Meet the team
Jane Lee: Kingpin
“There is no finite limit to human potential … I know what I want and I get what I want”
When uttered by most people, it would sound like pure bravado, or foolishness. But coming from Jane, one knows that it is just a matter of fact. Having scaled Island Peak (Nepal), ‘Er Feng’ in the Siguniang mountain range (China) and Mera Peak (Nepal) one would almost forgive bragging rights, but Jane just sees it as another step towards fulfilling herself.
At 23, Jane is both the youngest member of the team and also the leader. When asked to comment on why, she declined, but Yihui put it best, “it’s rather simple actually, we recognize a leader when we see one.”
Sim Yi Hui: the Merry-maker
“the Joker got it right ….. at least he died laughing”
Joy and laughter are never far away from Yi Hui. As an Outdoor and Adventure Executive with YMCA Singapore, bringing fun into the lives of other people is an everyday affair for the Yi Hui. As team-mate Joanne says, “Talking with Yi Hui is a laugh a minute affair.”
Climbing though is no joke. Having summitted Mera Peak (Nepal), ‘Er Feng’ in the Siguniang mountain range (China) and Mustagh Ata (Pakistan-China), Yi Hui would be the first to tell you that climbing is serious business: there is no room for error when life and limb are at stake.
However in such an environment when one has to constantly be on the edge, Yi Hui bubbly personality is appreciated even more: Peh Gee notes, “without her, life on the mountains would be so much harder, no one keeps your spirits up like Yi Hui.”
Esther Tan: the writer
In Singapore all we do is train,
Which means we end up a lot in the rain.
If we wanna go fast
We run for a bus
But to climb mountains we take aeroplanes
Writer, artist and climber, Esther wears many hats. But when asked how come her interests are so diverse, she replies, “I don’t see them as being very different … there is an artistry to climbing as much as there is a danger in writing and expressing one self … All of them are different way of getting to know yourself, and those around you.”
Having summitted Mera Peak (Nepal), ‘Er Feng’ in the Siguniang mountain range (China) and Mustagh Ata (Pakistan-China), Esther has certainly put that artistry to the test. And to the doubters that maintain that there are easier ways to find out about yourself, Esther says, “it is only when you put your life at risk, when you face death, that you realize what life means to you, what others mean to you.”
Joanne Soo: the Mentor
“One of the Great Women of our Time” – Women’s Weekly, Singapore
It is difficult to get Joanne to talk about herself. But it certainly isn’t hard to get others to talk about her. Team-mate Jane gushes, “She is one of the best teachers you can ever find.” This is almost immediately echoed by Yi Hui who exclaims, “There is almost nothing that Joanne doesn’t know. More importantly, there is nothing that she won’t share with you.”
This is hardly surprising considering that Joanne runs her own outdoor adventure training company. A veteran leader of trekking and mountaineering expeditions, she has led teams to Mount Damavand in Iran, Mount Halla and DeChongBong in Korea, and Annapurna Base Camp in Nepal. A sports climbing instructor for the Singapore Mountaineering Federation along with certified proficiency at Abseiling Level III, Joanne has somehow found the time to summit Mera Peak (Nepal) and ‘Er Feng’ in the Siguniang mountain range (China) as well.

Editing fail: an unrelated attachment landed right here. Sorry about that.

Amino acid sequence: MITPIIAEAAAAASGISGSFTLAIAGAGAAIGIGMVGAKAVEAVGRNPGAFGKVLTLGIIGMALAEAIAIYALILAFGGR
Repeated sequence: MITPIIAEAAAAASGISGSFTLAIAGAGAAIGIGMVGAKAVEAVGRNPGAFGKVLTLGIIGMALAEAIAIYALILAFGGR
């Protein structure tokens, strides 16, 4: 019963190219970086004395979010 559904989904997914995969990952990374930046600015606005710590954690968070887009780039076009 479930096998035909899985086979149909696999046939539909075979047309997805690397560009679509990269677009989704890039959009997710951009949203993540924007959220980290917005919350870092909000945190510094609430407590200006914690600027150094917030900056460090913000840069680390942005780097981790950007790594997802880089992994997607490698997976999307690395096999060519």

The only thing that Joanne was willing to say about herself was that, “teaching someone something you know is always a joy … people only can do because someone taught them how to do it first.”
Lee Peh Gee: Hannibal
“When Hannibal Barca crossed the alps to attack Rome, he did the impossible twice over: go over the mountains with an army, and even more outrageously, attack Rome itself.”
It is this kind of thinking that drives Peh Gee on: in her own words, “if something was conceived as possible, it wouldn’t really be a challenge would it. It is the impossible that drives me on.” Having scaled Mera Peak (Nepal), ‘Er Feng’ in the Siguniang mountain range (China) and Mustagh Ata (Pakistan-China), Peh Gee isn’t one too be foolhardy about challenges: “climbing is dangerous, make no mistake about it … many people die every year. This is why we train hard.”
A realist by nature, Peh Gee relates that, “flying too close to the sun can result in losing your wings”, which is why team puts themselves through massive amounts of training. “No one pushes herself harder than Peh Gee” notes Esther. And for good reason, for as Peh Gee says, “I don’t dream of climbing Everest, I plan to.”
Lee Li Hui: Zen climber
“Everest is not the mountain, it is a mountain”
To Li Hui, climbing is an all-encompassing sport which tests your physical and mental limits, as well as technical skills and ultimately rewards you with a great sense of achievement at the summit. In this way, Everest is a natural progression in terms of the challenges posed to her in her climbing career and life in general.
In her experience of scaling Mera Peak (Nepal), ‘Er Feng’ in the Siguniang mountain range (China) as well as Mustagh Ata (Pakistan-China), Li Hui has found that “life in the mountain ranges is interesting as you see life stripped to its core.” It is this philosophical approach to climbing that her team-mates find reassuring, as Esther notes, “It is always calming to have Li Hui around, she takes everything, even major crises in perspective.”
Being a certified Padi Open Water diver and an avid wakeboarder as well, Li Hui says, “There is much to learn from everything … this is why I want to dive to the bottom of the ocean and climb to the top of the world.”